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天国拯救:突破惯例
「中世紀模擬器」《天國拯救》如何細膩重現中世紀波希米亞地區的平民生活,從而讓極為刁鑽的系統得以產生趣味,在 bug 堆中賣出不錯的成績。
gaming  criticism 
yesterday by elek
Silence is beautiful, unsettling, and one of the finest religious movies ever made - Vox
Silence is the kind of film that cuts at everyone’s self-perceptions, including my own. I haven’t been able to shake it, because I need to remember — now, frankly, more than ever — that I am not able nor responsible to save the world, let alone myself. How the world changes is a giant, cosmic mystery. To grow too far from that and become hardened in my own belief is a danger: I grow complacent and deaf, too willing to push others away.

In Silence, nobody is Christ but Christ himself. Everyone else is a Peter or a Judas, a faltering rejecter, for whom there may be hope anyway. What Scorsese has accomplished in adapting Endō’s novel is a close reminder that the path to redemption lies through suffering, and that it may not be I who must save the world so much as I am the one who needs saving.
film  criticism 
3 days ago by rbhlms
Practical Peer Review
The second truth is perhaps even more depressing. Even making all allowances for this, your referees have (probably) read your manuscript with more attention, care, sympathy and general clue that most other readers will muster. In the first place: most papers which get published receive almost no attention post-publication; hardly anyone cites them because hardly anyone reads them. In the second place: if one of your papers somehow does become popular, it will begin to be cited for a crude general idea of what it is about, with little reference to what it actually says.

...

None of this should be surprising. One of my favorite books is one of the very few thoroughly empirical contributions to literary criticism, I. A. Richard's <a href="https://archive.org/details/practicalcritici030142mbp">Practical Criticism</a>. In an experiment lasting over several years in the 1920s, Richards took a few dozen poems, typed up in a uniform format and with identifying information removed, and presented them to literature students at Cambridge University, collecting their "protocols" of reaction to the poems. It is really striking just how bad the students were at receiving even the literal text of the poems, never mind providing any sort of sensible interpretation or reaction. And these were, specifically, students of literature at one of the premier institutions of higher learning in the world. As Richards said (p. 310), anyone who thinks their alma mater could do better is invited to try it **. Poems are not, of course, scientific papers, and I don't know of anyone who's done a translation of Richards's protocols to academic peer review. But I know of no reason to think highly-educated people are systematically much better at reading papers than poems.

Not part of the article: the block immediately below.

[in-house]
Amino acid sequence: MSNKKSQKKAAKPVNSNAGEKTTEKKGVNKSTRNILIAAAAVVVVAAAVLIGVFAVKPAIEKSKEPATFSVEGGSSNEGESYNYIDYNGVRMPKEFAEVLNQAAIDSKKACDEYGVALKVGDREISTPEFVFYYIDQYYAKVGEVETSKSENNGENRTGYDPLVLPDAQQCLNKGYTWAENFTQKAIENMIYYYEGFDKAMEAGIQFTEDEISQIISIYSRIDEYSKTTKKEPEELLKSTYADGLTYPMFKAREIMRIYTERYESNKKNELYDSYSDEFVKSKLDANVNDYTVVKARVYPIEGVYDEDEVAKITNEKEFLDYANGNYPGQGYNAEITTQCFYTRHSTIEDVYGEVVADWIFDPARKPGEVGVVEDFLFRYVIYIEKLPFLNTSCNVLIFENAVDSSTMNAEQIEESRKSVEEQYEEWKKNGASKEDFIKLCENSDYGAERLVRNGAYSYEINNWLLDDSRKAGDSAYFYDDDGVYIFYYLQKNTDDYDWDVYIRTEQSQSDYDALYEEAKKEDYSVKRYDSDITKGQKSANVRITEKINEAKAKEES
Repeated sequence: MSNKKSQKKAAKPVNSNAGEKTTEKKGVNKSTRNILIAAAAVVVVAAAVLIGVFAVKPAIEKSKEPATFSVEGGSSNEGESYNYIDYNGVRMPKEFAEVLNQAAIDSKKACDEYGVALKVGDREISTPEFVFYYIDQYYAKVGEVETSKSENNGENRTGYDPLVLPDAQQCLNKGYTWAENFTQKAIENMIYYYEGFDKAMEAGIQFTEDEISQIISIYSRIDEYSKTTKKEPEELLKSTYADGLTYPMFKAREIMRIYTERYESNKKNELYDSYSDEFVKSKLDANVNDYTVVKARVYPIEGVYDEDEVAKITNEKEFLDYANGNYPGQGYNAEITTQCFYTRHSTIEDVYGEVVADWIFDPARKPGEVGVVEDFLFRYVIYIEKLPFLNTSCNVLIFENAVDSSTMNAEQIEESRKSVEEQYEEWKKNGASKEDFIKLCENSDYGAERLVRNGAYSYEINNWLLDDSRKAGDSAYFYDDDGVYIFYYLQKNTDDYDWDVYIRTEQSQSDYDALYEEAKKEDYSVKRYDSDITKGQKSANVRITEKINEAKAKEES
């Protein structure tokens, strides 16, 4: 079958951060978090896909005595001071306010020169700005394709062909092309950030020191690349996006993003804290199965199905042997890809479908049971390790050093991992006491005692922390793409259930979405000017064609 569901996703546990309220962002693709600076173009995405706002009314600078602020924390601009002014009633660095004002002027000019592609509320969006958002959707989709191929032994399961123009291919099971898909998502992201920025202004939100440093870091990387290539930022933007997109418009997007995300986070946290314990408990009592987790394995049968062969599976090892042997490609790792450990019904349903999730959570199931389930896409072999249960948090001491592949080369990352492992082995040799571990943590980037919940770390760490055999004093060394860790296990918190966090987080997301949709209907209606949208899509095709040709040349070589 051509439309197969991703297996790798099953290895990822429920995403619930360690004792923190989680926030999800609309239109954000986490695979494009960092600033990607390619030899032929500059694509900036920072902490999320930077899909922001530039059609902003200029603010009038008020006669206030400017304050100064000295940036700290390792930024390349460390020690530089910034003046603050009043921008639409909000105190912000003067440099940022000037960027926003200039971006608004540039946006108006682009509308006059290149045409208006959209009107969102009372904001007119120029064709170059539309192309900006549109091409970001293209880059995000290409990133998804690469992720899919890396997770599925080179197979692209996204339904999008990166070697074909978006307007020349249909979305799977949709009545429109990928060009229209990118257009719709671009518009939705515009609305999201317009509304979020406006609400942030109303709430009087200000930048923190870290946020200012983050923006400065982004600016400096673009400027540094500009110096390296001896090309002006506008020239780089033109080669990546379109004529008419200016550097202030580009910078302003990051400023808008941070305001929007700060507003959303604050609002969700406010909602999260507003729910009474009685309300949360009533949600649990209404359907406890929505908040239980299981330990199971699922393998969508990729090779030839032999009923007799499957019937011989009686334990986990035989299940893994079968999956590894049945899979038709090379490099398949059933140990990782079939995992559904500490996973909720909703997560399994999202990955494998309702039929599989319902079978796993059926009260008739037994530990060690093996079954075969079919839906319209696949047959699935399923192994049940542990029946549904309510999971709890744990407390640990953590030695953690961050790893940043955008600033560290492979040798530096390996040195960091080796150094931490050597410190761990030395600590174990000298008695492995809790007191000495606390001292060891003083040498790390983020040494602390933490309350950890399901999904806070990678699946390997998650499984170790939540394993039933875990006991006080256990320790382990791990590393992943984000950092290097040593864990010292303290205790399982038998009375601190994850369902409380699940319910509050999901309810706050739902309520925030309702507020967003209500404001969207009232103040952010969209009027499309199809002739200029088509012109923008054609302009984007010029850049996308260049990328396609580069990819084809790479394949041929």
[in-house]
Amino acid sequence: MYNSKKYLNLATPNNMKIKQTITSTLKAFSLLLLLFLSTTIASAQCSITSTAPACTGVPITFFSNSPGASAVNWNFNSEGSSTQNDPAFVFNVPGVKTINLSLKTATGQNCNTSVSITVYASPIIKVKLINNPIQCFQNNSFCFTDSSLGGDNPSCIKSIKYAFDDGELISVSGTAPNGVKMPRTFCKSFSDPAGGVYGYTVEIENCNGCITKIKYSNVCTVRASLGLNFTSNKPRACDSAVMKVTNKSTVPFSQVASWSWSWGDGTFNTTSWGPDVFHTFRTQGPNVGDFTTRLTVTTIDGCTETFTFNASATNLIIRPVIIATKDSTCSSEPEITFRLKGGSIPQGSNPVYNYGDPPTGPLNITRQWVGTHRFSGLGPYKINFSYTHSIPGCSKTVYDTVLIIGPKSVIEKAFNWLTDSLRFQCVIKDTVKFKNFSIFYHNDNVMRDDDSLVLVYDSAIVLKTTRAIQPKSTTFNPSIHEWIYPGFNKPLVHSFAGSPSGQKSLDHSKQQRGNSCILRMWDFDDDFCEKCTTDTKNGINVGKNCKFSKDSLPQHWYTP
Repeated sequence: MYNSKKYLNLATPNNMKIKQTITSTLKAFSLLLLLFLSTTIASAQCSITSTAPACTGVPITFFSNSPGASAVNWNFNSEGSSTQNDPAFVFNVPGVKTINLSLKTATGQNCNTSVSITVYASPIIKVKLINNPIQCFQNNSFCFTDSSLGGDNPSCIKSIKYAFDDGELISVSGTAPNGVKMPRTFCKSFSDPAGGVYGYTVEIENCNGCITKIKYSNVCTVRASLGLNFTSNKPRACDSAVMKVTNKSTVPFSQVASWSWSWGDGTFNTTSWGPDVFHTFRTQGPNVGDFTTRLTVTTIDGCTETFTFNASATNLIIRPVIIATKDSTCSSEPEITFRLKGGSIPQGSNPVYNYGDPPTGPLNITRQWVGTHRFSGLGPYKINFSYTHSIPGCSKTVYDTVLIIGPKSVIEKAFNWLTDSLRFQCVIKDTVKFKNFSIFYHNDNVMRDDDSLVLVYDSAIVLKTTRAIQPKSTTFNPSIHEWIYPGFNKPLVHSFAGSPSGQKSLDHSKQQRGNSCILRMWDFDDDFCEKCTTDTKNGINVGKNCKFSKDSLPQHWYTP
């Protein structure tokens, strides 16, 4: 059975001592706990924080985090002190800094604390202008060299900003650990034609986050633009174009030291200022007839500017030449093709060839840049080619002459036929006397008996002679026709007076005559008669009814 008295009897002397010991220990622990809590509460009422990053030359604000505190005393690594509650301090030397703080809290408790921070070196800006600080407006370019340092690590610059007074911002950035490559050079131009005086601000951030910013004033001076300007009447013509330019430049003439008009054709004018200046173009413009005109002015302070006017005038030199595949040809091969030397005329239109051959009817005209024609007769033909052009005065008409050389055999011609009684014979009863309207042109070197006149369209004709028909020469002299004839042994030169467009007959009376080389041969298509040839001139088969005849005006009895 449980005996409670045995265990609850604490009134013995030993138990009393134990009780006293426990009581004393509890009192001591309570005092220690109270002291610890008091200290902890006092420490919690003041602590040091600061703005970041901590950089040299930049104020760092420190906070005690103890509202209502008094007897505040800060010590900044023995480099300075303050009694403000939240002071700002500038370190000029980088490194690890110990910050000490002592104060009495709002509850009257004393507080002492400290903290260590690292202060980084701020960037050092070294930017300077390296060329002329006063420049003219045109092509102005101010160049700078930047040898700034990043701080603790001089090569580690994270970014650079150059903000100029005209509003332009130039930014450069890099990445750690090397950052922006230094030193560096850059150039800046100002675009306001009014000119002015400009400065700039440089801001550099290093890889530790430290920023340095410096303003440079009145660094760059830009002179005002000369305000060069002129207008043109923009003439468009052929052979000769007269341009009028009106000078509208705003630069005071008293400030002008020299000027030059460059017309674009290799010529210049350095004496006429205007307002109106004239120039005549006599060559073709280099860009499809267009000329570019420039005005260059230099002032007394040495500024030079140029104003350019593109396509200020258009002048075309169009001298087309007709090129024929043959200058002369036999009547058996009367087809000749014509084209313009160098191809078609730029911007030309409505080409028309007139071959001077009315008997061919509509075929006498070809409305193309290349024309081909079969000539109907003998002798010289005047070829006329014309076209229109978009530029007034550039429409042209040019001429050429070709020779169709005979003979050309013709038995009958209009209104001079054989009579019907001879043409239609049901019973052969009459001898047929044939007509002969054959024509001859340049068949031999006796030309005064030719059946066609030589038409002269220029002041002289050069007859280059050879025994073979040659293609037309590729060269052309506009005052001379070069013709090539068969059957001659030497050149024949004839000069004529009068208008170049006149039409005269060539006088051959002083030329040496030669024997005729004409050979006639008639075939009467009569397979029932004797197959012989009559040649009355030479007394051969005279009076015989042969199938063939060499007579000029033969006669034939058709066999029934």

The moral I would draw from this is not to seek a world without referees. It is this: whatever your referees find difficult, confusing or objectionable, no matter how wrong they might be on the merits, will give many of your other readers at least as much trouble. Since science is not about intellectual self-gratification but the advancement of public knowledge, this means that we have to take deep breaths, count backwards from twenty and/or swear, and patiently attend to whatever the referees complain about. If they say you're unclear, you were, by that very token, unclear. If they say you're wrong, you have to patiently, politely, figure out why they think that, and re-express yourself in a way which they will understand. Anger or sarcasm, however momentarily gratifying (and wow are they momentarily gratifying) will not actually change anyone's mind, and so they do not actually serve your long-term goal of persuading your readers of your conclusions.